September 2004 (v7 i1)
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I'm finally comfortable being straight
by Jake Fields, Conservative Texas Youth

My whole life I've felt out of place. Even when I was growing, up I knew I wasn't normal. How could I not? I saw couples in the streets together; guys with guys, girls with girls. More than anything, I wanted to walk hand in hand with my girlfriend, but I didn't want to be stared at.

It's not just staring, though. Straight Hate is everywhere: people call things "straight" when they really mean dumb or out of place; movies cast stereotypical straight characters as comic relief; and Congress debates whether civil unions can apply to a man and a woman.

I wish I could say my childhood were different, or at least better. You can't blame my parents; it's the way society influenced them. Two men living together in a cookie-cutter gay suburb don't want a straight son like me, just like their friends don't want their kids to be around "the straight kid." I realized a long time ago that our secular, gay society doesn't hate me — they just don't want me converting their kids.

In high school, I was pretty much hated by a majority of the population. People would ask me, "Why are you straight?" As if being straight was a choice. Whatever TV show said it was a good idea to show up at prom with your hetero date was wrong. It's practically suicide. Never again was I just "Jake." I was, "The Straight Kid Jake" or "Isn't that the pussy-eater?" Jake.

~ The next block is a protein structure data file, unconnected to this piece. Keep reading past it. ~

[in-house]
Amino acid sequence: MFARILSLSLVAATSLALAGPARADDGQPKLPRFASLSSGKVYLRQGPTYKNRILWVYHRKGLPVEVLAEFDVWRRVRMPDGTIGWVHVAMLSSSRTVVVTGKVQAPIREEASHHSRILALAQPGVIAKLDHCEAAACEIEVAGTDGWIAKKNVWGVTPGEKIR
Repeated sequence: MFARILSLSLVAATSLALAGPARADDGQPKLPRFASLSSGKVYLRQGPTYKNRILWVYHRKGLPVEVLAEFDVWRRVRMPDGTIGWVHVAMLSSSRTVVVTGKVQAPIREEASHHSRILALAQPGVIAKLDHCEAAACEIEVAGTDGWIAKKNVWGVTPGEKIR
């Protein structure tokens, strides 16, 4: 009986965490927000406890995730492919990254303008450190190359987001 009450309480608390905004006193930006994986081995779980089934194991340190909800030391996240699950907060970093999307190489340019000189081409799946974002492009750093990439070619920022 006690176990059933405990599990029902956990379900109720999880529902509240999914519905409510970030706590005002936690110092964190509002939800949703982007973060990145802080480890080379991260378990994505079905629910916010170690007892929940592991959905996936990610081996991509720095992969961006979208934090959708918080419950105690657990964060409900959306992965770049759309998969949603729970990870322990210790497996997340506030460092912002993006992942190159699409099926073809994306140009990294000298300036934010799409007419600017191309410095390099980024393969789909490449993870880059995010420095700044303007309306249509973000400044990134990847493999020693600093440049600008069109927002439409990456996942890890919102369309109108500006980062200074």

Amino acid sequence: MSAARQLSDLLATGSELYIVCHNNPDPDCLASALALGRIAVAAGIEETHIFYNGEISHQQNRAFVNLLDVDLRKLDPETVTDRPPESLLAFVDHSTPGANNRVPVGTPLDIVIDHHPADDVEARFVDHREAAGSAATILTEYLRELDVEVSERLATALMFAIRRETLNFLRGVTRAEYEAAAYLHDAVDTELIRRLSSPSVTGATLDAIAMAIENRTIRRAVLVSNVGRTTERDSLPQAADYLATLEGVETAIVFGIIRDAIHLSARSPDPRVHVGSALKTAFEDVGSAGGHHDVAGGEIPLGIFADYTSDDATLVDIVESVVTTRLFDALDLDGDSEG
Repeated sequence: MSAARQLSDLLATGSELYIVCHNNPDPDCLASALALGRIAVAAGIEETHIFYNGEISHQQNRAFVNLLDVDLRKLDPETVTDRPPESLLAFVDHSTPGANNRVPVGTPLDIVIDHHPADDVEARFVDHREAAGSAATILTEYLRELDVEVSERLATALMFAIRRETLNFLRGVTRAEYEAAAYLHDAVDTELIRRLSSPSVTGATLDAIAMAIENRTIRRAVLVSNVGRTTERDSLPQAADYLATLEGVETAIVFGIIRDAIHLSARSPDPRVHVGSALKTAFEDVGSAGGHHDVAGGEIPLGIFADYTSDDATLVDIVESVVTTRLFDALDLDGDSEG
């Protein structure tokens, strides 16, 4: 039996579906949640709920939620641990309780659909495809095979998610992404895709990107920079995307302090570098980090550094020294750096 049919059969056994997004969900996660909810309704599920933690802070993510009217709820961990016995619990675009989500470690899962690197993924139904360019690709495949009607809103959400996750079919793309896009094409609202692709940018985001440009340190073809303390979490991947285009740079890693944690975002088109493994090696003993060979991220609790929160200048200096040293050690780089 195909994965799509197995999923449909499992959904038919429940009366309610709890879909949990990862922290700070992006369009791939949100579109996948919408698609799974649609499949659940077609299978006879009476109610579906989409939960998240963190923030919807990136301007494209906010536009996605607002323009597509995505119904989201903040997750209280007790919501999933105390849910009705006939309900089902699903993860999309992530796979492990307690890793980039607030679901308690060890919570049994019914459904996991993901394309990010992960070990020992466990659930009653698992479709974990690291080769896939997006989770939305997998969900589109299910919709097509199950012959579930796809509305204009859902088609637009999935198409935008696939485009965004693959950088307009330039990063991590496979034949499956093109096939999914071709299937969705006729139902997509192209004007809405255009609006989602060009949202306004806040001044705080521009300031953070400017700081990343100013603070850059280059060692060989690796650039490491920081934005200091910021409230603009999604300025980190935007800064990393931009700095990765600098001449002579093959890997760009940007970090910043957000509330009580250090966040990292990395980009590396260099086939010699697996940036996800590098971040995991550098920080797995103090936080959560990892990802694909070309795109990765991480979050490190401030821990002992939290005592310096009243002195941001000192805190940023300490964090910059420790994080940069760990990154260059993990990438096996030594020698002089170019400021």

My sexual preference has never been easy. Until I got to UT.

When I found out that there were others like me in Conservative Texas Youths, it's like I was accepted for the first time. No more awkward conversations with my parents. No more apologetic confessions of being straight when guys hit on me. No more feeling guilty for being the way I am.

I've finally found a club where my sexual preference isn't an issue. Sure, homosexuals might feel uncomfortable when we have our straight pride rallies, but shouldn't we get a day to feel normal? After all the discrimination that we face?from our government to the rest of society &mdaash; I just like having fun with my other straight friends.

CYT has a lot of great plans coming up this year. I can't wait for our "Straighten out for mid-terms party" or "I'm okay, you're o-gay Parade." I know some people might be offended by this — they feel that we don't like gay people or we think we're better than they are. Really, it's just a way to celebrate our own suppressed way of life.
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